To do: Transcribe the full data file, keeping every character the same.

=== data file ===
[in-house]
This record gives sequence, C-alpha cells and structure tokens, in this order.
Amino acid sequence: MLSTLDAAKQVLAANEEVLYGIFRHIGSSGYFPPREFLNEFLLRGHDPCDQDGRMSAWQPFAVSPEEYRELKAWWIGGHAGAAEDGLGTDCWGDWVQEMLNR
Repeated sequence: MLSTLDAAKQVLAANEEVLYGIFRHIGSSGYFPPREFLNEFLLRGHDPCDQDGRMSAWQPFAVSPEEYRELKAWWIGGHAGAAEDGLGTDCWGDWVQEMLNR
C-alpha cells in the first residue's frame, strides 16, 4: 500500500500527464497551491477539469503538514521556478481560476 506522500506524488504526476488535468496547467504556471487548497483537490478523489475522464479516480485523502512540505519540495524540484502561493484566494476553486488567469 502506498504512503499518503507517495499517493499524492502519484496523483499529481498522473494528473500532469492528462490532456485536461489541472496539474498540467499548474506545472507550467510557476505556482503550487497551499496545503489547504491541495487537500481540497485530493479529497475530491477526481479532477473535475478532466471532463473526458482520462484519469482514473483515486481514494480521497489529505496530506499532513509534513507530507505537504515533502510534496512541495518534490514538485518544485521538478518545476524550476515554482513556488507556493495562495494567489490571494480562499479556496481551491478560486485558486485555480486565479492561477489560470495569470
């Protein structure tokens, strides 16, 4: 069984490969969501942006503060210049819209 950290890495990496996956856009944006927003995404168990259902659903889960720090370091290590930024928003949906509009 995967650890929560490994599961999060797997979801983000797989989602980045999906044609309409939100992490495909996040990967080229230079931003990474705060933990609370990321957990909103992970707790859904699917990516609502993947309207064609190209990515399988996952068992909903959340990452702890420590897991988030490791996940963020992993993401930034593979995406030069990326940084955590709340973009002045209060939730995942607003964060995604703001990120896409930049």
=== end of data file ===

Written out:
[in-house]
This record gives sequence, C-alpha cells and structure tokens, in this order.
Amino acid sequence: MLSTLDAAKQVLAANEEVLYGIFRHIGSSGYFPPREFLNEFLLRGHDPCDQDGRMSAWQPFAVSPEEYRELKAWWIGGHAGAAEDGLGTDCWGDWVQEMLNR
Repeated sequence: MLSTLDAAKQVLAANEEVLYGIFRHIGSSGYFPPREFLNEFLLRGHDPCDQDGRMSAWQPFAVSPEEYRELKAWWIGGHAGAAEDGLGTDCWGDWVQEMLNR
C-alpha cells in the first residue's frame, strides 16, 4: 500500500500527464497551491477539469503538514521556478481560476 506522500506524488504526476488535468496547467504556471487548497483537490478523489475522464479516480485523502512540505519540495524540484502561493484566494476553486488567469 502506498504512503499518503507517495499517493499524492502519484496523483499529481498522473494528473500532469492528462490532456485536461489541472496539474498540467499548474506545472507550467510557476505556482503550487497551499496545503489547504491541495487537500481540497485530493479529497475530491477526481479532477473535475478532466471532463473526458482520462484519469482514473483515486481514494480521497489529505496530506499532513509534513507530507505537504515533502510534496512541495518534490514538485518544485521538478518545476524550476515554482513556488507556493495562495494567489490571494480562499479556496481551491478560486485558486485555480486565479492561477489560470495569470
């Protein structure tokens, strides 16, 4: 069984490969969501942006503060210049819209 950290890495990496996956856009944006927003995404168990259902659903889960720090370091290590930024928003949906509009 995967650890929560490994599961999060797997979801983000797989989602980045999906044609309409939100992490495909996040990967080229230079931003990474705060933990609370990321957990909103992970707790859904699917990516609502993947309207064609190209990515399988996952068992909903959340990452702890420590897991988030490791996940963020992993993401930034593979995406030069990326940084955590709340973009002045209060939730995942607003964060995604703001990120896409930049």